The Scarlet & Black

The Independent Student News Site of Grinnell College

The Scarlet & Black

The Scarlet & Black

Letter to the Editor

After a recent e-mailing of the Russian Department newsletter, a response from a student was delivered en masse to everyone on the list.  It read,

“Why would I get this? What in the world made you think that filling up my box with your crap would be a good thing? Too bad we won world war two and the cold war so English is the dominant language.
There’s nowhere you would WANT to go where anyone you would WANT to talk to won’t speak English to you, you don’t NEED to speak another language. We’re the only people with that linguistic privilege and you just wasted it by learning another language anyway. Real bright aren’t we?”

The e-mail sparked several replies in which people declared that ignorance such as this was precisely why they study another language.  Others were deeply offended by such nonchalant statements about war.  Our wonderful language assistant Anastasia Selemeneva pointed out that Russia alone lost 27 million people in World War II, while others of us lost family in concentration camps, ethnic cleansings and battles. And did we really “win” the war? My own grandfather was only 19 when he invaded Omaha Beach and spent a year in German POW camps—he was haunted by the memories for the rest of his life. Is this considered “winning,” the destruction of young men the same age as the complaining student and the rest of us? The real kicker is what probably increased my grandpa’s chances of survival was his knowledge of German and Polish in a time when immigrants were trying to be as American as possible. Even in my childhood I was teased as a “Nazi” for knowing some German. Perhaps the most disturbing revelation to come from this e-mail is that this student’s feelings are hardly unique at Grinnell. Through my four years here I have met students who refuse to take classes in a foreign language because they “don’t need it” or “it’s not required.”  Others have expressed an interest in going to Grinnell-in-London so they won’t encounter a language other than English. So many opportunities appear when you have even the simplest understanding of a second language, and I’ve met plenty of people who don’t speak English with whom I WANTED to spend time and talk.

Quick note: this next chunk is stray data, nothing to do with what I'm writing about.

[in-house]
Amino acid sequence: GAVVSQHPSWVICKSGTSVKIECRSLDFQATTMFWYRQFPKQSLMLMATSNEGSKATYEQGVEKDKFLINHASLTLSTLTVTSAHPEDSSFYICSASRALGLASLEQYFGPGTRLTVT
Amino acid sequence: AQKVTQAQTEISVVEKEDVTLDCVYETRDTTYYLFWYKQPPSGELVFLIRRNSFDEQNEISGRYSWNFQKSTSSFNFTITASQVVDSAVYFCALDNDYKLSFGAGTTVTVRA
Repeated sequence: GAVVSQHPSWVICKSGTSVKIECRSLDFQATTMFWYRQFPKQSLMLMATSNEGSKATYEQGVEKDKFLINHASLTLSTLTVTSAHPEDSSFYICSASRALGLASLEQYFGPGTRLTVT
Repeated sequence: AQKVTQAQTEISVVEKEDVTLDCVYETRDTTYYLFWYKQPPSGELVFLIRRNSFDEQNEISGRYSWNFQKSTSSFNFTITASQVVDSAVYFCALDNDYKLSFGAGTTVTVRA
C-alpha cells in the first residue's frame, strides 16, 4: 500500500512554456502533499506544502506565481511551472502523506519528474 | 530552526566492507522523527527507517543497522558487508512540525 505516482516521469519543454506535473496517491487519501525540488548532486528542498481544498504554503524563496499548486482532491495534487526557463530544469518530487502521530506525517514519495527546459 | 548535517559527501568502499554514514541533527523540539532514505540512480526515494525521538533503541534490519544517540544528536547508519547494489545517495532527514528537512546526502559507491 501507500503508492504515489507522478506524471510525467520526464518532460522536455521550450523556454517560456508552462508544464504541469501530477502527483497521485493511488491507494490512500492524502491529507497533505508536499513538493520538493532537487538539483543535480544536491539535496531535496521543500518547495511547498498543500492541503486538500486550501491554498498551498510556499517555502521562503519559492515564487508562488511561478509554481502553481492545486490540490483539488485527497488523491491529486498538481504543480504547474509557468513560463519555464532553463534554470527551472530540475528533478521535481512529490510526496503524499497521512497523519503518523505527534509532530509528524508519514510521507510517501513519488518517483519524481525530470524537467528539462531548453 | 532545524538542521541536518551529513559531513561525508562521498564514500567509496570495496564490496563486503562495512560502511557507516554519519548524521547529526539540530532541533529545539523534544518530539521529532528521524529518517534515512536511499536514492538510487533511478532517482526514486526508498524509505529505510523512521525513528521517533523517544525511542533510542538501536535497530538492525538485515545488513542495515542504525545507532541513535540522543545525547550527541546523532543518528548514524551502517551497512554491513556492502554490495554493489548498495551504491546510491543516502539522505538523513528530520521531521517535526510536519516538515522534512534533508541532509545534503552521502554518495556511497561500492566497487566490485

If we are to avoid further wars and intolerance, we need to make an effort to be open to languages and cultures other than our own. The knowledge of only one language (be it English or otherwise) can only take you so far. If you don’t want to experience other lands, cultures or simply our shared humanity, that’s your choice, but don’t brag about your supposed intelligence to those of us who have taken advantage of Grinnell’s multi-lingual community and amazing language professors and assistants—we’ll be out in the world fulfilling the Grinnellian values of understanding and tolerance.

Peace/Friede/mír/pace/мир/pokój/vrede/paix/rauha/rahu/fred/miro/和平/pax/la paz/peoc’h/平和/eirene/heddwch/amani,

Brooke Weber ’10, Dan Reynolds (German), Hannah Taylor ’12, Paulina Panek ’13, Erika Graham ’10, Jennifer Williams Brown (Music), Jin Feng (Chinese and Japanese), Molly Kennedy ’11, Liyan Chen ’12, Julia Stewart ’10, Eric Tjossem ’12, Alex Peterson ’11, Nelson Goering ’10, Ka Ming Wong ’13, Anastasia Selemeneva (Russian), Anne Weeks ’10, Beth Miller ’10 and Hannah Watson ’10

P.S. The translations of “peace” come from languages known by the signatories of this letter: English, German, Czech, Italian, Russian, Polish, Dutch, French, Finnish, Estonian, Swedish/Norwegian, Romani, Cantonese, Latin, Spanish, Breton, Japanese, Greek, Welsh and Swahili

Leave a Comment
More to Discover
Donate to The Scarlet & Black
Our Goal

Comments (0)

All The Scarlet & Black Picks Reader Picks Sort: Newest

Your email address will not be published. Required fields are marked *